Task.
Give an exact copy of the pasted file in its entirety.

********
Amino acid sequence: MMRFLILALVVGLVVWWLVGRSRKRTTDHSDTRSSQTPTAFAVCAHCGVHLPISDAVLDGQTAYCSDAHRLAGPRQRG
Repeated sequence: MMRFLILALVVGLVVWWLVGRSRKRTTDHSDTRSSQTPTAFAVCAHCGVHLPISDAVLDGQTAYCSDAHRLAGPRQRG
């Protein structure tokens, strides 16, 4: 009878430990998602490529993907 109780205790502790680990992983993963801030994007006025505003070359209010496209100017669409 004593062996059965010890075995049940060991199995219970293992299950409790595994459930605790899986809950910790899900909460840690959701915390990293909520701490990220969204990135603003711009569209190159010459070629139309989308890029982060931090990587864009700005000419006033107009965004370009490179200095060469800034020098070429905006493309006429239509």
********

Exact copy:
Amino acid sequence: MMRFLILALVVGLVVWWLVGRSRKRTTDHSDTRSSQTPTAFAVCAHCGVHLPISDAVLDGQTAYCSDAHRLAGPRQRG
Repeated sequence: MMRFLILALVVGLVVWWLVGRSRKRTTDHSDTRSSQTPTAFAVCAHCGVHLPISDAVLDGQTAYCSDAHRLAGPRQRG
């Protein structure tokens, strides 16, 4: 009878430990998602490529993907 109780205790502790680990992983993963801030994007006025505003070359209010496209100017669409 004593062996059965010890075995049940060991199995219970293992299950409790595994459930605790899986809950910790899900909460840690959701915390990293909520701490990220969204990135603003711009569209190159010459070629139309989308890029982060931090990587864009700005000419006033107009965004370009490179200095060469800034020098070429905006493309006429239509």